Avoid these sugar substitutes for breast cancer healing, prevention and a healthy, chemical-free lifestyle.
Sugar and artificial sweeteners are so accessible, affordable and socially sanctioned, that few consider their habitual consumption to be a problem on the scale of say, addiction to cocaine. But if recent research is correct, their addictive potential could be even worse.
Is Splenda really a food, or a highly toxic chemical?
So, you are looking to lose a few pounds, or keep them off. What better way to accomplish this feat than to eliminate both empty sugar calories and synthetic sweeteners, which studies show can generate excessive cravings for sweets and actually increase weight gain.
A concerning new study finds that most of the breast milk samples tested contained artificial sweeteners. Why has this never been discovered until now and what are the implications to our most vulnerable populations?
What are some natural methods to help curb the symptoms of depression and also address the fundamental causes of the condition?
Despite warnings about the risks of chemicals in diet sodas, many people still rely on their daily Coke Zero. They take the risk because their greater concern is weight control. The sad irony is that diet sodas may actually be adding inches to their waistlines.
Will aspartame in our milk be the new attractive 'diet' drink? The latest debate with letting you know what is in the food consumed is designed to make milk the new attractive 'diet' drink, along with many milk products.
The FDA claims aspartame is safe. Researchers claim it causes memory loss, mood changes, and depression. Who are you going to believe?
Increasingly, it is hard to find honey being used in foods or as a sweetener. Instead, sugar and corn-derived high fructose corn syrup has displaced it. But honey is vastly different than sugar.
Promoted for decades as a "safe" sugar alternative, presumably to prevent or reduce symptoms of diabetes, Splenda (sucralose) has been found to have diabetes-promoting effects in human subjects.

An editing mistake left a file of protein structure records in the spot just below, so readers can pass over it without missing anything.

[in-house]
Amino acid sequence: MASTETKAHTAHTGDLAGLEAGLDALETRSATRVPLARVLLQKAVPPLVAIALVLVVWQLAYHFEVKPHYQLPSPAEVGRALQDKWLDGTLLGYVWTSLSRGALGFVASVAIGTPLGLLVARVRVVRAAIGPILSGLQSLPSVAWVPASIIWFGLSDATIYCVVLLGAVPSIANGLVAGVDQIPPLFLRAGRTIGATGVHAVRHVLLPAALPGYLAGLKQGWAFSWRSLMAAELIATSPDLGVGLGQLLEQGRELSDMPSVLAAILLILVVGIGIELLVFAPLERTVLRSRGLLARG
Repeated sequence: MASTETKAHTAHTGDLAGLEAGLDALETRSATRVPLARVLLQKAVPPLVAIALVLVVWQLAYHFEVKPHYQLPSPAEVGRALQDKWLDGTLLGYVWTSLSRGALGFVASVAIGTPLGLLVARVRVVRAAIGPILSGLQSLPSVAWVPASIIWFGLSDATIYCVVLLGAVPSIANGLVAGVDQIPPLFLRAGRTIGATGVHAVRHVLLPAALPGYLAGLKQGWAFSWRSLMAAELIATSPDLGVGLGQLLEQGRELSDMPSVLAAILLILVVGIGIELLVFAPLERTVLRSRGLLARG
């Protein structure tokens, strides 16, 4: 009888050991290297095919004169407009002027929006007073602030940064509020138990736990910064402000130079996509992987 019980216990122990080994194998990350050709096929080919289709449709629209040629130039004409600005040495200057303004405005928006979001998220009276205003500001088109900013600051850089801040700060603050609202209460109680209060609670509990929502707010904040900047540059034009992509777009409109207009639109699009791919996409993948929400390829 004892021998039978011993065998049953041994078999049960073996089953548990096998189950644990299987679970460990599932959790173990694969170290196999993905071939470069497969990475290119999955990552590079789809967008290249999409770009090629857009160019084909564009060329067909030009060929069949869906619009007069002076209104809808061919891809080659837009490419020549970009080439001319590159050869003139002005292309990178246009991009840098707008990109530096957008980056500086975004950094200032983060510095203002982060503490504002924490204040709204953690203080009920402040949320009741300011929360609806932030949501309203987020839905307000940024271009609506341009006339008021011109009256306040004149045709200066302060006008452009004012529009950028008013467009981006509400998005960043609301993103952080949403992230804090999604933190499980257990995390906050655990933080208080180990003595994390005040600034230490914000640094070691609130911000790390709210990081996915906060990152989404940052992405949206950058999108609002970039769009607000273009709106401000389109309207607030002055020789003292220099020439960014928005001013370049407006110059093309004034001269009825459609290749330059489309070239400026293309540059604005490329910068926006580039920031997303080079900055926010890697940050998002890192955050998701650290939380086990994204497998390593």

A groundbreaking new study reveals that non-caloric artificial sweeteners (NAS) drive obesity- and diabetes-related changes in both mice and humans.
Sometimes going gluten free is just not enough to reduce symptoms of bloating and other functional bowel complaints, including IBS. Could there be more to the picture than previously believed? Enter the acronym FODMAPs, as it may provide a crucial missing link in solving the problem once and for all...
You’ve heard a lot about aspartame by now, the synthetic sweetener found in many diet soft drinks, thousands of foods and supplements. But when you realize that aspartame is the excrement of GM bacteria (E Coli bacteria)….it makes a controversial product seem less healthy.
Pushed globally as a beneficial to dieters since its approval in 1981, accumulating research indicates that aspartame may actually damage the brain and cause cancer, to name but a few of a wide range of adverse health effects consumers risk by using this 'no-calorie' sugar alternative.
A newly published study is destined to reignite the decades old controversy about aspartame's safety, or lack thereof. Aspartame converts to formaldehyde and formic acid, which are highly toxic to the body, but the nervous system in particular.
A new study published this month in the journal Appetite revealed that when rats were given the synthetic sweeteners saccharin and aspartame, compared to sucrose (table sugar), they gained more weight even at similar total caloric intake levels